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Clark Smith
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Minerality question for Clark Smith

#3 Post by Clark Smith » February 10th, 2014, 1:20 pm

Kevin Harvey wrote:Clark,
Your "Postmodern winemaking" has made for excellent holiday reading.

Many of the observations in the minerality section are consistent with what we have seen in our winery. For example, many people confuse minerality with acidity. We have measured many "minerally" wines that some might describe as high acid and in fact the wines have moderate or even low-ish acidity. It is the minerality that provides that extra focus on the finish. I thought one of your more interesting theories is the idea that minerality is caused by the release of an electron (much like sensations of acidity come from a proton flow) from various metallic elements as they move to higher valences.

But I can think of many counter-examples to one of your conclusions- "It turns out that excellent minerality can be obtained on any site if living soil principles are applied."

Living soil principles do not make a deep-soiled Borgougne blanc show as much minerality as a Chevalier Montrachet (or a better example might be a rocky high ground St. Aubin such as Chatenieres). Burgundy provides many examples of "living soil" producers that have both deep soiled and rocky soiled parcels. The rocky soils inevitably show much more minerality. So while a living soil might maximize a deep soiled site's (still somewhat limited) potential for minerality, mineral expression seems very highly correlated with rockiness of the soil.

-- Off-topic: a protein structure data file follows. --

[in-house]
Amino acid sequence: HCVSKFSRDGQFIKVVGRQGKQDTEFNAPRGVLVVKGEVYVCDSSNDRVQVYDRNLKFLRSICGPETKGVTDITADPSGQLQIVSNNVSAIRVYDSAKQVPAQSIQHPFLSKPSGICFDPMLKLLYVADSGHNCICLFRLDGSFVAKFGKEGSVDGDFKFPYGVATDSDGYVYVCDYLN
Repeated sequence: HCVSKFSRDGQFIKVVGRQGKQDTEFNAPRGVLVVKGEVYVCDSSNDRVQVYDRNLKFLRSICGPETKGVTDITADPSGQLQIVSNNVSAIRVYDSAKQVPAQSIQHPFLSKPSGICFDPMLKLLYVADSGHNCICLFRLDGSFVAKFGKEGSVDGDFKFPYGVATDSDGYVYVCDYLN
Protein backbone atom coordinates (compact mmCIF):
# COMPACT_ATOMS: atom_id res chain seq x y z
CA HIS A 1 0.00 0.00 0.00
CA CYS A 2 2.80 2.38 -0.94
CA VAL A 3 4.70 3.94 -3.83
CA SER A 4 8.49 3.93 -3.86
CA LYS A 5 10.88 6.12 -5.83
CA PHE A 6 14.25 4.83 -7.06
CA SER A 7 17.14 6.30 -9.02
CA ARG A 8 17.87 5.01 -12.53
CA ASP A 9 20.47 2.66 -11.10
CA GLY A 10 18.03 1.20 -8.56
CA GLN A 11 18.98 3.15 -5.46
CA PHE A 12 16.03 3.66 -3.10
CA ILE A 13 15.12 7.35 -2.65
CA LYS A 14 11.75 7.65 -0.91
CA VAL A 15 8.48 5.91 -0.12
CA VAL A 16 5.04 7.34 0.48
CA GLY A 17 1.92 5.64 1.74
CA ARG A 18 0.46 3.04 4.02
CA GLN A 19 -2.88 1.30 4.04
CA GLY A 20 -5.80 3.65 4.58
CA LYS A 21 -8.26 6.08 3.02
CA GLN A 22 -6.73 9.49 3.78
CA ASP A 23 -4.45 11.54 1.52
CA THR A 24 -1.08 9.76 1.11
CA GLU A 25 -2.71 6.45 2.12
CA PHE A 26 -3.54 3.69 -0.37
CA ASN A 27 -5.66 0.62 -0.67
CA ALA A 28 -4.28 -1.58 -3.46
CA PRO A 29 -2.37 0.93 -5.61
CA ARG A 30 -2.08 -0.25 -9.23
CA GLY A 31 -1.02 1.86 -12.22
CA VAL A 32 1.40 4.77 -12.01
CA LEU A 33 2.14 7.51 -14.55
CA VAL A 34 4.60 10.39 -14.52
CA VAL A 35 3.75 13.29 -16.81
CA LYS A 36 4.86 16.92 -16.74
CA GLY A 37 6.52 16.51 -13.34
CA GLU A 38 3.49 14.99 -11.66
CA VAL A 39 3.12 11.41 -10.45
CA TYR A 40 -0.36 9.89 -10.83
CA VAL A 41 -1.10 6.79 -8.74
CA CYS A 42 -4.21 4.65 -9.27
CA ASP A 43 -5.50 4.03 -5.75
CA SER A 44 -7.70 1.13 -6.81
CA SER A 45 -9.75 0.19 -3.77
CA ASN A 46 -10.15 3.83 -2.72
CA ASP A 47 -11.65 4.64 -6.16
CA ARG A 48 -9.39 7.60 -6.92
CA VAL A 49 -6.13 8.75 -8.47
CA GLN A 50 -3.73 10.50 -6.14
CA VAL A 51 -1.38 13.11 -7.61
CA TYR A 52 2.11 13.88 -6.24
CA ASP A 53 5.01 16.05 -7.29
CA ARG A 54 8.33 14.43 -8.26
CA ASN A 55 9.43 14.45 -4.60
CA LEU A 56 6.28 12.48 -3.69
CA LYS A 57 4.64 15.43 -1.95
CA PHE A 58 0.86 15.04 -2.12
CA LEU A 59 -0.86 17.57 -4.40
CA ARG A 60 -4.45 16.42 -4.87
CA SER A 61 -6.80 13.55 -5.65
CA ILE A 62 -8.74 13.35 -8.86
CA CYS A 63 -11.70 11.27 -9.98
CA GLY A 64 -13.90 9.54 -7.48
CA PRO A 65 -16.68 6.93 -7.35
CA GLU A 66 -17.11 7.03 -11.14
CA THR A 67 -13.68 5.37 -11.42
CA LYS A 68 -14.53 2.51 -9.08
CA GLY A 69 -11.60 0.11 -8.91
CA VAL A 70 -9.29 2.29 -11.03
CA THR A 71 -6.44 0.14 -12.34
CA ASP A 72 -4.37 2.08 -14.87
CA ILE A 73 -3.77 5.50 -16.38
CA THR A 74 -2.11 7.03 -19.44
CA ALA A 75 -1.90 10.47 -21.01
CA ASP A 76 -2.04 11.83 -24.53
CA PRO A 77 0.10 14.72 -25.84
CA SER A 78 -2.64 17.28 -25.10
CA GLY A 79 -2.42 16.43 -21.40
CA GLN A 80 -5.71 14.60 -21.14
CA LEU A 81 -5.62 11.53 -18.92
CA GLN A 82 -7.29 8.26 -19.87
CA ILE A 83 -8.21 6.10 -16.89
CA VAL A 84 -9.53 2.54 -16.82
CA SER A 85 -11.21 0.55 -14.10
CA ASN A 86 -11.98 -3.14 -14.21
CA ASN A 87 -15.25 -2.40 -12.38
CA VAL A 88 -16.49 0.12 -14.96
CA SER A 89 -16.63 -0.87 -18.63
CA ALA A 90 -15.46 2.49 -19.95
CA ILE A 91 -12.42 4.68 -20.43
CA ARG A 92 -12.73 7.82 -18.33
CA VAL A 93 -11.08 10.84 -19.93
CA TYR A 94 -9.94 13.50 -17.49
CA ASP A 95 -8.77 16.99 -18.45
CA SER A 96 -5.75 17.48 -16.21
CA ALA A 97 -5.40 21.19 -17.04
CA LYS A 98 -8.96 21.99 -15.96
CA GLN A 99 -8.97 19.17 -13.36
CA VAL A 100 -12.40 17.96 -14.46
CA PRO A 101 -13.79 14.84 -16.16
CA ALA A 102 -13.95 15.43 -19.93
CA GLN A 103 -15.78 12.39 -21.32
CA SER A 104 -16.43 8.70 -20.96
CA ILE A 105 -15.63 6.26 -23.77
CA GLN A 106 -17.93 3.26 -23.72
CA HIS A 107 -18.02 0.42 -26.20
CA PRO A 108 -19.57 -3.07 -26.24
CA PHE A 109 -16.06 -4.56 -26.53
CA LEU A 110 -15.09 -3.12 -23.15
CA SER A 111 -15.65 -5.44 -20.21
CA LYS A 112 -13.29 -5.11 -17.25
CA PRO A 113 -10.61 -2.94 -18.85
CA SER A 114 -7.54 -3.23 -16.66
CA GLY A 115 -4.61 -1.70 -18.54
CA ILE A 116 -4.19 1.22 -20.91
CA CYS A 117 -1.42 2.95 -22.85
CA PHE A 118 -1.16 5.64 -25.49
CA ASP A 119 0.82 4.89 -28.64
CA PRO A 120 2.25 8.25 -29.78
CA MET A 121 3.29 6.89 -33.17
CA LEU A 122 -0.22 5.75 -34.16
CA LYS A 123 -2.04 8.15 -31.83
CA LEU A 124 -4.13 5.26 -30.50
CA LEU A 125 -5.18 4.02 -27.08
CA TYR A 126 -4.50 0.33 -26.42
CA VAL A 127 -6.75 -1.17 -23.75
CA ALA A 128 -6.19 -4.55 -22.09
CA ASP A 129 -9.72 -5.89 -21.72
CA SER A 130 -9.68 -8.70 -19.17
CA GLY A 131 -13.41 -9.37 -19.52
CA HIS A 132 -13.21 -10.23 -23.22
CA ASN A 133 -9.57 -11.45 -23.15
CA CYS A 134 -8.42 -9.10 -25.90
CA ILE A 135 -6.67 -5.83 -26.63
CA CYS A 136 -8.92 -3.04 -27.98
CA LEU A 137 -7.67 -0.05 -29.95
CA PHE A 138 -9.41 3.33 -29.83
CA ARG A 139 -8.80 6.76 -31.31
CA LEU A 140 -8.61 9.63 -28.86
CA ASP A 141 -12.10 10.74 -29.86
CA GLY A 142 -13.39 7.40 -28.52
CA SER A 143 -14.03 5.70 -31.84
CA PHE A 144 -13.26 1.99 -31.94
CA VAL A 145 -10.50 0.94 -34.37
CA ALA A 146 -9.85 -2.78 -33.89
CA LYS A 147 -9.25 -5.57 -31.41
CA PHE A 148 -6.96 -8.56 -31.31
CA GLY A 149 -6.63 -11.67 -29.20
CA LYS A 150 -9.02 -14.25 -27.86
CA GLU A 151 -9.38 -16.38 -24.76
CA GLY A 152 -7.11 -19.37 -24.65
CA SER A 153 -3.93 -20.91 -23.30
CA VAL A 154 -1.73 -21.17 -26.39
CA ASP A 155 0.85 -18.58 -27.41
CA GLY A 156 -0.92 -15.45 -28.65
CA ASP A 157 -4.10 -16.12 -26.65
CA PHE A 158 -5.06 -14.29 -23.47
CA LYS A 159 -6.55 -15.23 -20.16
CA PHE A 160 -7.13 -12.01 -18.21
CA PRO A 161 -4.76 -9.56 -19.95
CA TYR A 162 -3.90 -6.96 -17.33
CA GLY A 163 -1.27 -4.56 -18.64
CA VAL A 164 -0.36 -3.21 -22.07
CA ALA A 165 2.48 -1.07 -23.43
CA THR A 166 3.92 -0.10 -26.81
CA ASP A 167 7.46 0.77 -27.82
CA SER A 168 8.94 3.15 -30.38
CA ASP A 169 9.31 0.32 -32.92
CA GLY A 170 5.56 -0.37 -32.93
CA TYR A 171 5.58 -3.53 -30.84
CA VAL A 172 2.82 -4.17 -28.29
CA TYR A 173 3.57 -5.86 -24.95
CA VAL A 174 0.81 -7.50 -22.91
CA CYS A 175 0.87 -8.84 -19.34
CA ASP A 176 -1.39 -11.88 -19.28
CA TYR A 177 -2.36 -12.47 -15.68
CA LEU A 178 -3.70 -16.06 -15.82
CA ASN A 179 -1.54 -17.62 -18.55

Is it possible that mycorrhizal fungi provide more metallic elements (in an oxidized state) to to the vine in rocky soils?
This is such an interesting area. I liken it to the discussions about lightning in Ben Franklin’s time, which were mostly confined to whether it was an inevitable consequence of God’s wrath and should not be questioned or thwarted. So we couldn’t break through that and usefully address fine distinctions until a scientific legitimacy was obtained through Franklin’s experiments.